• Stuffed
  • Baked
  • Fried, barbecued or grilled (then used as you wish – I love it in this warm salad with preserved lemons – pictured)
  • Stir-fried (one of my favourite dishes when I was studying in China was an eggplant and garlic dish)
  • Steamed
  • In casseroles
  • In curries (one of my favourite curries features pumpkin and eggplant – it is to die for!)
  • To replace toast (eggs on grilled eggplant slices) or lasagne noodles (layer eggplant slices)
  • In dips (as in baba ganoush)

If you’ve never cooked with eggplant before, this is how it can be prepared to reduce bitterness and reduce the amount of oil they soak up in cooking.

The humble eggplant has some fabulous Traditional Chinese Medicine therapeutic uses including:

  • Clears heat from the blood (e.g. red rashes, heavy menstrual bleeding , haemorrhoids or bleeding disorders in general).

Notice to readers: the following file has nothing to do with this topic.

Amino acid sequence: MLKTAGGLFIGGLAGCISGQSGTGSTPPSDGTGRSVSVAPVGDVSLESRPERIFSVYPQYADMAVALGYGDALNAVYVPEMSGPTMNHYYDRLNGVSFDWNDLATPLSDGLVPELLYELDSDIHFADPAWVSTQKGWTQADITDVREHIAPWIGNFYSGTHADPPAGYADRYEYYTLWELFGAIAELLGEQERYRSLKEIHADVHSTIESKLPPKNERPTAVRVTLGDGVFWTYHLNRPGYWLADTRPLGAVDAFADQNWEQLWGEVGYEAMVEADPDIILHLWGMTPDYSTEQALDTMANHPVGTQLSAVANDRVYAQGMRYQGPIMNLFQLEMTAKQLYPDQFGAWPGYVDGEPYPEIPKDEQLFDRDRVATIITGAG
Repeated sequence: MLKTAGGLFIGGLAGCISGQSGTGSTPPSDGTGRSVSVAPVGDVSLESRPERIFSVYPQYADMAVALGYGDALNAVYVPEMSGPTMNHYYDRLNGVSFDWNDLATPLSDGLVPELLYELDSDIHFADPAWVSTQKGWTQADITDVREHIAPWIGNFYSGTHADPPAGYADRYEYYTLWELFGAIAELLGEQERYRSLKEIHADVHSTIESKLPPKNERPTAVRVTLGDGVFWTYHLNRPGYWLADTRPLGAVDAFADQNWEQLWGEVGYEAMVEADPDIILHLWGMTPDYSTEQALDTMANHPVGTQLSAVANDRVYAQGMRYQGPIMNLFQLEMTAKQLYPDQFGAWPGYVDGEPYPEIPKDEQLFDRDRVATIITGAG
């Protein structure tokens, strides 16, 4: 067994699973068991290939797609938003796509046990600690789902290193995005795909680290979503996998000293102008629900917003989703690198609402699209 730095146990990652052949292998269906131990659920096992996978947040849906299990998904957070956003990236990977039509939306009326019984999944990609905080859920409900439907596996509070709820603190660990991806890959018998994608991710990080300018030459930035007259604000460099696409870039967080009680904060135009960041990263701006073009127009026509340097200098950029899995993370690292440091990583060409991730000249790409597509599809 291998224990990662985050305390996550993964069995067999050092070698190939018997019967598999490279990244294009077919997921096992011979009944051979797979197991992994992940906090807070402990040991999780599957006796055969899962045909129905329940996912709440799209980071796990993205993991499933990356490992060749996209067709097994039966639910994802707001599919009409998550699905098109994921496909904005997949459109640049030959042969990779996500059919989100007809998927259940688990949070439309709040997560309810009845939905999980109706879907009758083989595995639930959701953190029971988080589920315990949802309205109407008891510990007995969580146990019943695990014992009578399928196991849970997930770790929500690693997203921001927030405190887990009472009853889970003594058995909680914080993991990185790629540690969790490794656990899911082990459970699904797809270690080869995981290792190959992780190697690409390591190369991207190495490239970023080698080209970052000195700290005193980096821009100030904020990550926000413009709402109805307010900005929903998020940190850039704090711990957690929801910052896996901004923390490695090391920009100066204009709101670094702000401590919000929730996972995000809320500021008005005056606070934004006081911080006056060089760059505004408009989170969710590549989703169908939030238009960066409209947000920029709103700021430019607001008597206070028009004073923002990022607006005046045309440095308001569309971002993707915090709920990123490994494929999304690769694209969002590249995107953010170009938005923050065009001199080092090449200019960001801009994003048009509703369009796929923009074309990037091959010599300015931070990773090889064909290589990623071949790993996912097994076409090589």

• Moves blood, harmonises the Liver and the Uterus (e.g. painful periods, irregular periods or clotted menstrual blood).
  • Reduces swelling and eases pain (e.g. premenstrual oedema, breast tenderness or mastitis).
  • Regulates and cools the intestines (e.g. constipation or diarrhoea where the stool is smelly and the patient feels hot or experiences burning sensations).
  • May be soothing for someone repressing emotions (e.g. anger, frustration, irritation and resentment).

Just a note, if you do suffer from menstrual or bleeding disorders these should be discussed with your health professional for appropriate investigations and  treatment options.

Have you got a favorite eggplant recipe?

To book an appointment at the clinic or further information on Chinese Medicine contact Dr Sarah George (Acupuncture).  Sarah is a practitioner of acupuncture (AHPRA registered), massage therapy and natural health.

Diet, food, food allergy, Traditional Chinese Medicine

Releasing the exterior: a soup to expel the common cold

spicy noodle soupWhat should you eat at the first signs of picking up the common cold? Traditional Chinese Medicine (TCM) recommends increasing your intake of foods that are pungent in flavour, such as these:

  • onions
  • garlic
  • chili